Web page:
• Tuesday, April 16, 2024
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BusinessDay

Nigeria’s cost of living crisis worsens as rice, bread, egg prices surge

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Ademola Odumosu, a 45-year-old painter in Mowe, Ogun State who has been struggling with his business owing to low patronage and his inability to handle the steep rise in rental fees for his shop, can no longer afford to feed his children three times daily.

Challenged by the harsh economic situation and the constant surge in prices of goods, Odumosu, whose business is almost collapsing, struggles daily to feed his family of five.

“A month ago, N2,000 could buy us two derica of rice to make jollof rice; now we need N3,000 to buy the same quantity. I can’t cope with this sharp increase in prices and how do we survive?” he said.

“My children go to bed hungry most of the time. Even if you take N100,000 to the market today, it will only buy you a few things because of the constant surge in the prices of items,” he added. “If not for my wife who is helping the family with her petty business, I don’t know what I would have done.”

Odumosu’s situation is not different from Mary Chukwu, a trader at Oyinbo Market whose husband has been bedridden for two years.

Chukwu’s husband was diagnosed with diabetes two years ago and the illness has eaten deep into the family’s finances, making feeding a daily struggle and leaving them hungry most times.

“It has become a constant struggle for Nigerians, especially the poor ones,” she said. “My family does not have any health insurance and now we need to spend N12,000 for Glucophage he takes for his diabetes.”

Last year, we usually bought the drug for N2,250 but the price has gone up to N12,000,” she said, indicating a 433 percent rise in the price of Glucophage – used for treating type 2 diabetes.

Prices of drugs have been on an upward trend owing to accelerating inflation, foreign exchange volatility and the exit of pharmaceutical companies like GlaxoSmithKline Consumer Nigeria.

The skyrocketing prices of pharmaceutical products are affecting the affordability and availability of lifesaving medicines, posing challenges for healthcare in the country.

“The situation is so bad that my family cannot afford a big loaf of bread anymore. We have resulted in eating swallow every morning so it takes us till evening before eating another meal,” the mother of three said. “This helps us to skip a meal without the children feeling very hungry.”

The average prices of key staples across the country have surged by over 200 percent since 2015. Food inflation quickened to 35.4 percent in January 2024.from 24.32 percent in the corresponding period in 2023.

Headline inflation at 29.9 percent in January far outpaced wage growth, with several analysts projecting a higher double-digit rate in coming months as food prices continue on a relentless rise.

A medium size of sliced bread, which was sold for N750 in January 2023, now sells for N1,000, a 33 percent increase in price. A piece of egg rose by 100 percent to N200 in January from N100 in the same period of 2023, while a crate of eggs now sells for N3,500 as against N2,200 sold last year.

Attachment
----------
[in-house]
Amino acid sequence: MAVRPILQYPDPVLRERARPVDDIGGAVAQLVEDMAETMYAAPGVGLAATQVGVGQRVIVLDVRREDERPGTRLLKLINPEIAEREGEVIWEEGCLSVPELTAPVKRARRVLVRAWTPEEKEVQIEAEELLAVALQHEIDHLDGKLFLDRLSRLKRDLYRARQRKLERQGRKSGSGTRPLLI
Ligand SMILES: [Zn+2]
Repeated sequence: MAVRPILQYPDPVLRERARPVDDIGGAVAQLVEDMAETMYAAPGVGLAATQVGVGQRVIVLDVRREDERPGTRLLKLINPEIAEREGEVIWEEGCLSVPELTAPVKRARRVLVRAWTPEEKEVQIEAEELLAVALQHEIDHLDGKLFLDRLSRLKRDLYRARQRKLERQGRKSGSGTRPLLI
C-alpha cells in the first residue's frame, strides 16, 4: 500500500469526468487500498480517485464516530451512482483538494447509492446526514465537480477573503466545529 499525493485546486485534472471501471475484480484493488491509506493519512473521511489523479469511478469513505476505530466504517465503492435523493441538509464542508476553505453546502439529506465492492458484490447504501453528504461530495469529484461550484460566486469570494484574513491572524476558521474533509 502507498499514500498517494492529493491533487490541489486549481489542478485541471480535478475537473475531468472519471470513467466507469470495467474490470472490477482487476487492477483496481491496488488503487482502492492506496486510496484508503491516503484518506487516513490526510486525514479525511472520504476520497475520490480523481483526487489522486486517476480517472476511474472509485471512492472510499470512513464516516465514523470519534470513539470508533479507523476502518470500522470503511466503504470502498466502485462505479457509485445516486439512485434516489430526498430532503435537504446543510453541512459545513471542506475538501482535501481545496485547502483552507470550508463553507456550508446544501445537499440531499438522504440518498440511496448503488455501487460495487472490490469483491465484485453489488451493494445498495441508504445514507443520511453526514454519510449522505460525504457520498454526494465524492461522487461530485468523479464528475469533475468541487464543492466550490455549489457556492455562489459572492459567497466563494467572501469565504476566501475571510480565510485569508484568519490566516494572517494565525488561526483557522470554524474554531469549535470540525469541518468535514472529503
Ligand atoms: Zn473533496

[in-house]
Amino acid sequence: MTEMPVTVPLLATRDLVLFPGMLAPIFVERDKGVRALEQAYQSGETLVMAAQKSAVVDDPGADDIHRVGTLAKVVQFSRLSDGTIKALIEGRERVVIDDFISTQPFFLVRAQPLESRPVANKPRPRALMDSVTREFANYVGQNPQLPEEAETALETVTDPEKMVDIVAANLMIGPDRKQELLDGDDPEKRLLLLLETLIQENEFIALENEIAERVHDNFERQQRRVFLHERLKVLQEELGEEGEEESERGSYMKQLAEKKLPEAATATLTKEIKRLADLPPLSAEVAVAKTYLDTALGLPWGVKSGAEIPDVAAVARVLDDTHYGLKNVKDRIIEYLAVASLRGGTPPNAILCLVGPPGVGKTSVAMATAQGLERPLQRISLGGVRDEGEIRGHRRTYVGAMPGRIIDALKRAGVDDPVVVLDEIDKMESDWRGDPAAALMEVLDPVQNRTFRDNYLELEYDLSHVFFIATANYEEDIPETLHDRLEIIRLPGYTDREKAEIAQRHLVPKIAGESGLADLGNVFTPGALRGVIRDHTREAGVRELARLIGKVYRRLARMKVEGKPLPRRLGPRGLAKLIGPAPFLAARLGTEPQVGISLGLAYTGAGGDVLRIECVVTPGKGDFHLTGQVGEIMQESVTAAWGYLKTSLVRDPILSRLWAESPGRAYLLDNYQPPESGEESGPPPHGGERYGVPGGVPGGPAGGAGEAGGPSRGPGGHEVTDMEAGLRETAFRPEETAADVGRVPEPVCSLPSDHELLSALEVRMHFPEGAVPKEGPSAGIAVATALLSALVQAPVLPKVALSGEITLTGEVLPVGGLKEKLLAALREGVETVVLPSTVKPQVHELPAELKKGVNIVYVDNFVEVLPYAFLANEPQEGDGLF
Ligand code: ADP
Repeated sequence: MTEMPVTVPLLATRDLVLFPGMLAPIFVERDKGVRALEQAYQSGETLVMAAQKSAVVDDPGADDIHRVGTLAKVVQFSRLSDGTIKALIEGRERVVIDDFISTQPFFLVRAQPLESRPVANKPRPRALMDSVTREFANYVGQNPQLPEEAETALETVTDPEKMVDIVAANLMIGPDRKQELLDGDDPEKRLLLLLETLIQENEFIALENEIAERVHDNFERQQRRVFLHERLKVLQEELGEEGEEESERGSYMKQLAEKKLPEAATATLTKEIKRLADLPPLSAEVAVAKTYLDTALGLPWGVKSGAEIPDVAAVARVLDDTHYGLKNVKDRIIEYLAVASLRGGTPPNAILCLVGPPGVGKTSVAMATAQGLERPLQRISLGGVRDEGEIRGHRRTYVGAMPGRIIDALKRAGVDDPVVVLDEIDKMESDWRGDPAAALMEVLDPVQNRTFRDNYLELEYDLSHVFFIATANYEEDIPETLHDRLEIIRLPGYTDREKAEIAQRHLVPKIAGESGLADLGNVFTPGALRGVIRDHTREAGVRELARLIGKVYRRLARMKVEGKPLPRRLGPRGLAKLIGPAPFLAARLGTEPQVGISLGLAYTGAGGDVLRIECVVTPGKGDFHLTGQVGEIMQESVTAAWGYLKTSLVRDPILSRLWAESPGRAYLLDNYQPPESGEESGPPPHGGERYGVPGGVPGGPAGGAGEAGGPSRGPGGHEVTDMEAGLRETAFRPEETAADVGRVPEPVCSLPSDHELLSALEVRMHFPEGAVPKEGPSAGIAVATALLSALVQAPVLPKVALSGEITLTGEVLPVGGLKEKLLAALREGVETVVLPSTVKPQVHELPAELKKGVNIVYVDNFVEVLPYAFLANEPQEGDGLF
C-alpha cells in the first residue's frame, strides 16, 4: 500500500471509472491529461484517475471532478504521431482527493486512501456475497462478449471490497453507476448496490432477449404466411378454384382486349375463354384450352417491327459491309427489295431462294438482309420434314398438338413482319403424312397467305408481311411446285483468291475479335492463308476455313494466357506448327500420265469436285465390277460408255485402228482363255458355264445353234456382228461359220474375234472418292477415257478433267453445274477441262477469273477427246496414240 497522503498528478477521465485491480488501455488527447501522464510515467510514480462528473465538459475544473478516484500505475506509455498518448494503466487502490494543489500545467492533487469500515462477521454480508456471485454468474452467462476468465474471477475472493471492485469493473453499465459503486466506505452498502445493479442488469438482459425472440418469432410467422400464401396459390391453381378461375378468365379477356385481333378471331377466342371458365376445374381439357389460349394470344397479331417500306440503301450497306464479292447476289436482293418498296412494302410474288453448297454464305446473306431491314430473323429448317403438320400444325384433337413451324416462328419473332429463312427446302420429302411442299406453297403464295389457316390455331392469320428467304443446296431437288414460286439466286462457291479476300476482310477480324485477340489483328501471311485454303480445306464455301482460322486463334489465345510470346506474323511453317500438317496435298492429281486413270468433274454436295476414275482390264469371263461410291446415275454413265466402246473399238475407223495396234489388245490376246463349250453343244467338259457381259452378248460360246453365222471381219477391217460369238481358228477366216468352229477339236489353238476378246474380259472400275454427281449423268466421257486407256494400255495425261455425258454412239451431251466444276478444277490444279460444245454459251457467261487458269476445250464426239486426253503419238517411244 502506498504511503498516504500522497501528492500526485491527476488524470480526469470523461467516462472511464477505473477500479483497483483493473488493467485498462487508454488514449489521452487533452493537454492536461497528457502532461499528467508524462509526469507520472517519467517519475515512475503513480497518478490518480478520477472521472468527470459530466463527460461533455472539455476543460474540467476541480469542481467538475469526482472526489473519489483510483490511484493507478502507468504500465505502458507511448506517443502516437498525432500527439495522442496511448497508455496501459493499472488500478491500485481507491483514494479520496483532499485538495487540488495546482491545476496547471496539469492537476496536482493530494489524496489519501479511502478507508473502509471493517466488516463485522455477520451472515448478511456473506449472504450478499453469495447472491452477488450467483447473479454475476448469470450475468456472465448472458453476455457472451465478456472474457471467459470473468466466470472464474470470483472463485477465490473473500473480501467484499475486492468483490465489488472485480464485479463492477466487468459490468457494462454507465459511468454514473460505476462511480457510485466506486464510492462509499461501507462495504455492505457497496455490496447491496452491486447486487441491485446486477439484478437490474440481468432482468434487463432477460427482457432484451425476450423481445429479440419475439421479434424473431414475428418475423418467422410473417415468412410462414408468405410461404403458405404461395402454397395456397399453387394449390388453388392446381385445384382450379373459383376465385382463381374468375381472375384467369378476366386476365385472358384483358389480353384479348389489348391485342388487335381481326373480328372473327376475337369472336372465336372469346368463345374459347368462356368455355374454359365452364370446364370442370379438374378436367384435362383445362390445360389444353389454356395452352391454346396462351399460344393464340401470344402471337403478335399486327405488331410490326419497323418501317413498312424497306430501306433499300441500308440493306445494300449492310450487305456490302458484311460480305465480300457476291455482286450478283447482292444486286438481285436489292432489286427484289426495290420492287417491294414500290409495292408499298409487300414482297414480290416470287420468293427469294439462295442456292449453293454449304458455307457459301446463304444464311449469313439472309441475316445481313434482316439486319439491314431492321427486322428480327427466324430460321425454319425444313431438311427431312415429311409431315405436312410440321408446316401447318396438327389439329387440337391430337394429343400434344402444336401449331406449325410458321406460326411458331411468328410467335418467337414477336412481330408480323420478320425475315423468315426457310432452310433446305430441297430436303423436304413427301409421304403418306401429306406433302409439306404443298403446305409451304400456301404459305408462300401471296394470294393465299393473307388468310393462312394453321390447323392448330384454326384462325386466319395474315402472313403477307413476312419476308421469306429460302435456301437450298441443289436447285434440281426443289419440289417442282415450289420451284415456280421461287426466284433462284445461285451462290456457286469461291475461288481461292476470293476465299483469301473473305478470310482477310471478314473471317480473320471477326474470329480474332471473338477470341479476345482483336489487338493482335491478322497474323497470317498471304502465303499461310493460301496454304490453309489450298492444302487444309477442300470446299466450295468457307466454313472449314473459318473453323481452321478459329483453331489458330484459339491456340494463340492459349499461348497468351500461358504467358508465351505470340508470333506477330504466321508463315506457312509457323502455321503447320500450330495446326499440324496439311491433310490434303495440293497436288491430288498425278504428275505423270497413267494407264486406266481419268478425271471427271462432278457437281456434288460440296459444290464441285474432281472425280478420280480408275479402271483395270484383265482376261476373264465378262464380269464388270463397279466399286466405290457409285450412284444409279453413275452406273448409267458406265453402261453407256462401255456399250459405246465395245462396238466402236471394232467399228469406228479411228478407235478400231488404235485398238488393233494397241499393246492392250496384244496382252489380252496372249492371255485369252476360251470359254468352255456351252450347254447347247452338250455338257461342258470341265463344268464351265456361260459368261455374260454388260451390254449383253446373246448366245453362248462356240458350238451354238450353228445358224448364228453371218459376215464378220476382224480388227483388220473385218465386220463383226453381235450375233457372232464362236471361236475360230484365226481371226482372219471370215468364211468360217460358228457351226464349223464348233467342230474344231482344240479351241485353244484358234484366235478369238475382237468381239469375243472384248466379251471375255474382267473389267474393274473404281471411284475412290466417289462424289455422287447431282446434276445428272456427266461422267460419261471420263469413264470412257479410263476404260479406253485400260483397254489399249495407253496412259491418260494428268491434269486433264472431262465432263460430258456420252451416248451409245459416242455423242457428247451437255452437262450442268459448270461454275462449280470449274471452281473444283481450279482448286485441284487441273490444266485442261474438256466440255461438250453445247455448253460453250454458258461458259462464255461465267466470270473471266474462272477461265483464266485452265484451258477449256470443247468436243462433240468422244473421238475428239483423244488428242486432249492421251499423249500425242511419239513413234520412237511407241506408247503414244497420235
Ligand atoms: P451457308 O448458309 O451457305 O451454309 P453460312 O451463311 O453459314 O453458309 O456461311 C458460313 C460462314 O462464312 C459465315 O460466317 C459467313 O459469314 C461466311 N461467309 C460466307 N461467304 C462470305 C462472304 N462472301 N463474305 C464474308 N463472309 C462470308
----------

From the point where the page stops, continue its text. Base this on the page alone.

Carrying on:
A 50 kg bag of foreign parboiled rice now sells between N70,000 and N77,000, depending on the brand, as against N34,000 and N36,000 in the same period last year. Also, a 50 kg bag of local parboiled rice now sells for between N55,000 and N65,000 as against N30,000 and N34,000 in January 2023.

A derica of beans now sells for N1,100 as against N450 in the same period last year, while a 25 litres of vegetable oil now sells for N45,000 as against N22,000 sold last year.

A painter of garri now sells for N2,000 as against N1,000 in the same period last year.

“Most of the pressures remain skewed to food, fuelled by the rising cost of production, elevated transport prices, and sustained insecurity concerns,” analysts at Cardinal Stone said in its economic update report.

“We think that food prices may remain pressured in the short term, with the Niger State government banning the mass purchase of foods in the state for onward distribution to other states in the country.”

Nigerians are poorer than they were last year as the cost of living continues to shrink buying power. Real wages, which reflect the power of employee pay after accounting for inflation, have fallen, and the situation is worse for low-income households.

The World Bank, in its latest Nigeria Development Update report, said sluggish growth and accelerating inflation in Africa’s biggest economy have raised the poverty rate by 46 percent in 2023 from 40 percent in 2018, with the number of poor Nigerians put at 104 million.

“It is all about survival now in the country. There is so much pain as people cannot afford to buy basic things they need for their survival,” Emmanuel James, a secondary school teacher in Ikeja, Lagos, said.

“The government needs to do something to tackle the surging food prices before things get out of hand,” he added.